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Publication numberUS5836382 A
Publication typeGrant
Application numberUS 08/978,782
Publication dateNov 17, 1998
Filing dateNov 26, 1997
Priority dateJul 19, 1996
Fee statusLapsed
Also published asCA2260157A1, CA2260157C, CN1116566C, CN1225166A, WO1998003826A1
Publication number08978782, 978782, US 5836382 A, US 5836382A, US-A-5836382, US5836382 A, US5836382A
InventorsSteve S. Dingle, Jon P. Hartfield
Original AssigneeAmerican Standard Inc.
Export CitationBiBTeX, EndNote, RefMan
External Links: USPTO, USPTO Assignment, Espacenet
Evaporator refrigerant distributor
US 5836382 A
Abstract
A refrigerant distributor for use in a shell and tube evaporator has a decreasing cross-sectional area which uniformly distributes refrigerant to the tube bundle within the evaporator shell and operates with a small distributor to evaporator pressure drop.
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Claims(10)
What is claimed is:
1. A refrigerant evaporator for use in a liquid chiller comprising:
a shell, two-phase but primarily liquid refrigerant flowing into said shell when said chiller is in operation;
a plurality of tubes horizontally disposed in said shell and running generally longitudinally thereof; and
a refrigerant distributor, said distributor being positioned generally below said tubes and having an inlet for receiving said two-phase but primarily liquid refrigerant into said shell, said distributor having a first and a second branch, each of said branches defining a refrigerant flow passage and being disposed above and spaced apart from the bottom of said shell, said inlet being disposed between said first and said second branches, the cross section of said flow passages generally decreasing in a direction away from said inlet, each of said branches being of two-piece construction, a first piece of said first branch and a first piece of said second branch each being a cover portion and a second piece of said first branch and a second piece of said second branch each being a trough portion, each of said branches defining a plurality of orifices communicating between a refrigerant branch flow passage and the interior of said shell, said orifices being generally equally spaced along each of said branches.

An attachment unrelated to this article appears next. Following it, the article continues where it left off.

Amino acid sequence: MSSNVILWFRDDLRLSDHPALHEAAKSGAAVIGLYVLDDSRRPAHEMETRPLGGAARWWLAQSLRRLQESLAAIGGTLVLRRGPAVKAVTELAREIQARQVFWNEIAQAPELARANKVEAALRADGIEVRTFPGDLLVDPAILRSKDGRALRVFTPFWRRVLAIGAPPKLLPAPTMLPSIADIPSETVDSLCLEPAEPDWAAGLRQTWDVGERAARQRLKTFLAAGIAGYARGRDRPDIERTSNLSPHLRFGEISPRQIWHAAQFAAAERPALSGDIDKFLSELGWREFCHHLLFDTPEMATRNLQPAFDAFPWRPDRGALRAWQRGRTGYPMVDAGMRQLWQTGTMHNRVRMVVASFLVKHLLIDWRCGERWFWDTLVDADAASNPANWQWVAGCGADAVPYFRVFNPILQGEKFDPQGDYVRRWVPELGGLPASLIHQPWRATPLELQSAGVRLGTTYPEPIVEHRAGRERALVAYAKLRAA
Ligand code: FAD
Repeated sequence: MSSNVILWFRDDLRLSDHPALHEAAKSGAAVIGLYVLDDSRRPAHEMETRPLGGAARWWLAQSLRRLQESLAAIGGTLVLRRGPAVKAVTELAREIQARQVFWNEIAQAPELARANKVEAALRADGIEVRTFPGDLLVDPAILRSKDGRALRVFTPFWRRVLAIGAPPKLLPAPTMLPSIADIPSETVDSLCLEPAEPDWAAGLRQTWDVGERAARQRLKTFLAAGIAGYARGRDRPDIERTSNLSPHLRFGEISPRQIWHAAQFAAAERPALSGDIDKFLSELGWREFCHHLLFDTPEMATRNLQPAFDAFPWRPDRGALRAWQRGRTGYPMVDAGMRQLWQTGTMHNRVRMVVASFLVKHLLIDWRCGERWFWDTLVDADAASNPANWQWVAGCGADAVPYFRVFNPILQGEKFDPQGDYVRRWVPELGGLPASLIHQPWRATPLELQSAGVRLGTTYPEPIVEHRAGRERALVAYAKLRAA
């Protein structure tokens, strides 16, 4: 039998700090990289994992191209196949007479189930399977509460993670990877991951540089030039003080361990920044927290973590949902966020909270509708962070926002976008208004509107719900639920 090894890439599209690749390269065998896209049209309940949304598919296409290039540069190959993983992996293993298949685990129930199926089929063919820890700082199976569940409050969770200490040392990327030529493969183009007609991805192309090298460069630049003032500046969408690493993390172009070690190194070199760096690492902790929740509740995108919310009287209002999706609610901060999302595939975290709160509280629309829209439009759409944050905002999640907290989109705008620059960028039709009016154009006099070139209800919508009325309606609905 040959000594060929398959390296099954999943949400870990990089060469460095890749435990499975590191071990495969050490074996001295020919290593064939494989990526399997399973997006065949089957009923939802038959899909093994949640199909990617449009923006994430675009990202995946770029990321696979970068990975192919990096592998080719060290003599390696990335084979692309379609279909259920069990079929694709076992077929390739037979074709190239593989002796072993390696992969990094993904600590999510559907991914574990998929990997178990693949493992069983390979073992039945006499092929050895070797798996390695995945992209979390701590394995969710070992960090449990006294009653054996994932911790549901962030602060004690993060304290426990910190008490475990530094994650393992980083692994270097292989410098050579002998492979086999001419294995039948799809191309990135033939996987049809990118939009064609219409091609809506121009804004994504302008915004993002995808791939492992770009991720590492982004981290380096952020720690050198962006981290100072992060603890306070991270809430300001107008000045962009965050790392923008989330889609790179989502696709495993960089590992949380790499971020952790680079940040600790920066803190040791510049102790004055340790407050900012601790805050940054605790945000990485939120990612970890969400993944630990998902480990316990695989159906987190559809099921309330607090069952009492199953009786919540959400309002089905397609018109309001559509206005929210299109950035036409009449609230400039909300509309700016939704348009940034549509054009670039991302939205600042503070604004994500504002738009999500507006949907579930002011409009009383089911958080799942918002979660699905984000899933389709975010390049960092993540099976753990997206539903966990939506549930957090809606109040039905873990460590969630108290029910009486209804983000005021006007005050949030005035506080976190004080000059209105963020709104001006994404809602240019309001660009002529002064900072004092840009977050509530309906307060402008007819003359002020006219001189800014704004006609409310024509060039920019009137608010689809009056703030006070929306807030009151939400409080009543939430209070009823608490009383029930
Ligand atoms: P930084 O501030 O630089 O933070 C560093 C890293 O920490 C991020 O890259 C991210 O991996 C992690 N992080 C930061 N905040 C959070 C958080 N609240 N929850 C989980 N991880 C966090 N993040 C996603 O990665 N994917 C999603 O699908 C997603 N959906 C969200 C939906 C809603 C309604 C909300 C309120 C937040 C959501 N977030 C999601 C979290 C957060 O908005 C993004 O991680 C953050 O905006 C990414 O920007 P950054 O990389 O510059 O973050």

2. The evaporator according to claim 1 wherein said first and said second branches are disposed above and spaced apart from the bottom of said shell.
3. The evaporator according to claim 1 wherein said orifices are defined by and generally equally spaced along the trough portion of each of said branches.
4. The evaporator according to claim 1 wherein said orifices are generally uniformly sized, the size of said orifices being predetermined so as to result in a differential pressure between the interior of said distributor and the interior of said shell of less than two pounds per square inch when said chiller is in operation.
5. A refrigerant evaporator for use in a liquid chiller comprising:
a shell, two-phase but primarily liquid refrigerant flowing into said shell when said chiller is in operation;
a plurality of tubes horizontally disposed in said shell and running generally longitudinally thereof; and
a refrigerant distributor, said distributor being positioned generally below said tubes and having an inlet for receiving said two-phase but primarily liquid refrigerant into said shell, said distributor having a first and a second branch, each of said branches defining a refrigerant flow passage and being disposed above and spaced apart from the bottom of said shell, said inlet being disposed between said first and said second branches, the cross-section of said flow passages generally decreasing in a direction away from said inlet, each of said branches being of two-piece construction, a first piece of said first branch and a first piece of said second branch each defining a plurality of orifices communicating between a refrigerant branch flow passage and the interior of said shell, the decrease in cross-sectional area of each of said passages defined by said branches in a direction away from said inlet being predetermined so as to maintain essentially constant pressure throughout said passage and so as to result in the expression of generally equal amounts of primarily liquid refrigerant out of each of said orifices along the length of said distributor and said plurality of tubes when said chiller is in operation, one piece of each of said two-pieces of which each of said branches is constructed being a cover portion and the second of said two-pieces being a trough portion, said cover portion and said trough portion cooperating to define a refrigerant flow passage having multiple sides, said orifices being defined in at least two of said multiple sides of said refrigerant flow passage.
6. The evaporator according to claim 5 wherein said orifices are uniformly sized, the size of said orifices being selected so as to result in the maintenance of a predetermined differential pressure between the interior of said distributor and the interior of said shell when said chiller is in operation.